Last year, a historic derecho ripped across the Mid-Atlantic United States, producing the highest wind gusts ever recorded in the months of June or July; 5 million people lost power and 22 lost their lives.
A derecho? It sounds more like a snack food than a deadly storm.
Pronounced deh-REY-choh, it is a widespread, long-lived windstorm associated with a band or shelf of rapidly moving thunderstorms. The word means "straight" in Spanish; it refers to the long lines of wind damage these dastardly storms leave in their path.
As USA Today explains, to qualify as a derecho, the storm must be at least 240 miles long and have winds of at least 58 miles per hour. That said, classic derechos have winds that top 100 miles per hour, causing extensive damage, power outages and no end of abuse to trees.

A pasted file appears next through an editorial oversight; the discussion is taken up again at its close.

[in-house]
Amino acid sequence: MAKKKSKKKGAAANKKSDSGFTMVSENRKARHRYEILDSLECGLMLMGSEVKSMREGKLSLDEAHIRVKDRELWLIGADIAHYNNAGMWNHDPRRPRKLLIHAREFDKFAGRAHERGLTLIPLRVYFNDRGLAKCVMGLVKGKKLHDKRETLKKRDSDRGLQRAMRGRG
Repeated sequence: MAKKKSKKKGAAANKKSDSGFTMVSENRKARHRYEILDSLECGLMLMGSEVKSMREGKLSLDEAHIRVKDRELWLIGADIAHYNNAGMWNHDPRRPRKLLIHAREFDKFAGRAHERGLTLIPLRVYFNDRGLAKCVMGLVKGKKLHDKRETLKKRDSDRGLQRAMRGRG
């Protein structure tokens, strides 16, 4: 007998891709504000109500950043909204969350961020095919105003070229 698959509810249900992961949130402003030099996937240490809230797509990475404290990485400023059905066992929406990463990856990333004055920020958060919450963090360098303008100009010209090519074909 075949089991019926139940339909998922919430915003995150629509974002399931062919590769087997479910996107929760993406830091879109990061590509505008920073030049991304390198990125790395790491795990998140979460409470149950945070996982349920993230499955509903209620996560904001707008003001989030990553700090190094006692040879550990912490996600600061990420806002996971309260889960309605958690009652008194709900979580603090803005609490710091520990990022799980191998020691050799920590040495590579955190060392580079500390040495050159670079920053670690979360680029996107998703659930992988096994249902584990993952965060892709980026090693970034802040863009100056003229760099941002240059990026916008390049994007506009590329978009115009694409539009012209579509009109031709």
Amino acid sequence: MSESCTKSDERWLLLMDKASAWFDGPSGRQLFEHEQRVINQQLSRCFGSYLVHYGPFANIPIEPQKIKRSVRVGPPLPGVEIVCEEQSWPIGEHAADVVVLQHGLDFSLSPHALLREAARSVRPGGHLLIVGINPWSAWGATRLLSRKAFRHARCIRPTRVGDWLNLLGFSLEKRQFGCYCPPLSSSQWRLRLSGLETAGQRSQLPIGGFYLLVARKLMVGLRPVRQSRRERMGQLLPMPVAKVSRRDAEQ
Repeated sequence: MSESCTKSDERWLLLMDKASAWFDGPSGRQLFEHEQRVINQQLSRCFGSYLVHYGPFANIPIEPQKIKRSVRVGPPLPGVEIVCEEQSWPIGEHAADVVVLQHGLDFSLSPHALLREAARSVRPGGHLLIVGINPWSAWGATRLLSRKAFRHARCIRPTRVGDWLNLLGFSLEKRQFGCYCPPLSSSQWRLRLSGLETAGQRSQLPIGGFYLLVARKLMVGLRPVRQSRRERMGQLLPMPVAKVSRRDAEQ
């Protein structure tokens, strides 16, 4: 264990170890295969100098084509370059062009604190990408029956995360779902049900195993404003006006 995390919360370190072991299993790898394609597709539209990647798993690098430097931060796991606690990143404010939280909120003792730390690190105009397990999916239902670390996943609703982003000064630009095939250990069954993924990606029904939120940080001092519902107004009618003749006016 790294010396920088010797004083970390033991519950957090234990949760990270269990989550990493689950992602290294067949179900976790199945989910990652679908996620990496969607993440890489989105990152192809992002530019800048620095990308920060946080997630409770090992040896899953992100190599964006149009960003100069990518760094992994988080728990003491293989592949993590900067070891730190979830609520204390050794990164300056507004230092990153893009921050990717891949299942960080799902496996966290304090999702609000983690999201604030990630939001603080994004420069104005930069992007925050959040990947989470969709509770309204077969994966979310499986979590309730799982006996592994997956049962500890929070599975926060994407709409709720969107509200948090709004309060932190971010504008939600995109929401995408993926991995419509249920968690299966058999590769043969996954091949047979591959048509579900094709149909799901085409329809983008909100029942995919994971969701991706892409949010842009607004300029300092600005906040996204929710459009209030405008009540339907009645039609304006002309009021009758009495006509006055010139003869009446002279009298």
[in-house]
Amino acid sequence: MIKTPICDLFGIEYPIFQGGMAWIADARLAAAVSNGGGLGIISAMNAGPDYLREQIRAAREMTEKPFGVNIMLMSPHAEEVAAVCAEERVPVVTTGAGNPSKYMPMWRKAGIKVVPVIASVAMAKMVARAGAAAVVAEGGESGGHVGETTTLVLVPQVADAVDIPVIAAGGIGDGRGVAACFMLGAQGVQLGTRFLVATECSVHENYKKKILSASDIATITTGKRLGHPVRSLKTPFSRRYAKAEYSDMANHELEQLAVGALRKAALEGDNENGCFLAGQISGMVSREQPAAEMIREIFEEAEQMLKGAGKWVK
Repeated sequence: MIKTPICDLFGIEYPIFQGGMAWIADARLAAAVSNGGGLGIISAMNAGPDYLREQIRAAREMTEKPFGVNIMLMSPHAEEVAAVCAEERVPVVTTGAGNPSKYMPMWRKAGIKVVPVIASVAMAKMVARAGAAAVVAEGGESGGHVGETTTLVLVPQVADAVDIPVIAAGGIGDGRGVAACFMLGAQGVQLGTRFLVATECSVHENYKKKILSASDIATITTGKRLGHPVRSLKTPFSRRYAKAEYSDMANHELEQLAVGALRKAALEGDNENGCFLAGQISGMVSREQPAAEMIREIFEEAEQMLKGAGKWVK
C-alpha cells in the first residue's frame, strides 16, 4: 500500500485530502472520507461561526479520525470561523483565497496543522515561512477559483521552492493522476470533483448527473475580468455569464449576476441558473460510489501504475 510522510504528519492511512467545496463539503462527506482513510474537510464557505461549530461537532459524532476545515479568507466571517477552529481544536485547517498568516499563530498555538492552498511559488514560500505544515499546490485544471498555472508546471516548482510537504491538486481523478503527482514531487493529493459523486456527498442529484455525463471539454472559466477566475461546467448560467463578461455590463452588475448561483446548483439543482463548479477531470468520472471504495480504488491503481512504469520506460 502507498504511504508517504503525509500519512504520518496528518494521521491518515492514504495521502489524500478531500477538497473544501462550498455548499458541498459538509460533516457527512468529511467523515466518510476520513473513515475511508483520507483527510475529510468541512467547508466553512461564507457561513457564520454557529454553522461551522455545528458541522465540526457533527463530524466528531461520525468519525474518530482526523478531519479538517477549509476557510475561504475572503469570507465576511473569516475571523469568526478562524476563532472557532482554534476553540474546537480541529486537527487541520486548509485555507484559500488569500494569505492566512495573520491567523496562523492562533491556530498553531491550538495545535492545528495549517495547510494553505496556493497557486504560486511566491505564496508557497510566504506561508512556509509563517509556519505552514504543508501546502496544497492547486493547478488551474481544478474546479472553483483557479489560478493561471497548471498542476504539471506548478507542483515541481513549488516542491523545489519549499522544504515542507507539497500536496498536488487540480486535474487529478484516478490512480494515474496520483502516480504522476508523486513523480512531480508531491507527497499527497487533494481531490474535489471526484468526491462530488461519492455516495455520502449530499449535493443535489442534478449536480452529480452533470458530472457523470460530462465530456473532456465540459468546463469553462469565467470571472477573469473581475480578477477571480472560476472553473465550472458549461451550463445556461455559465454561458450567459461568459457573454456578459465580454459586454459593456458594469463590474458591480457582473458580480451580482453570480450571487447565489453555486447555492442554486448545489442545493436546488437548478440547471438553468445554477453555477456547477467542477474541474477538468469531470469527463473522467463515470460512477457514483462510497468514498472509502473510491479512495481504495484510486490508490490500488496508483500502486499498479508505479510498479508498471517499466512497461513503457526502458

Watch the video below to see how they form:
Related weather stories on MNN:
- 9 scary images of shelf clouds
- How hurricanes are named (and why)
- 10 ways to prepare for tornadoes, strong winds and hailstorms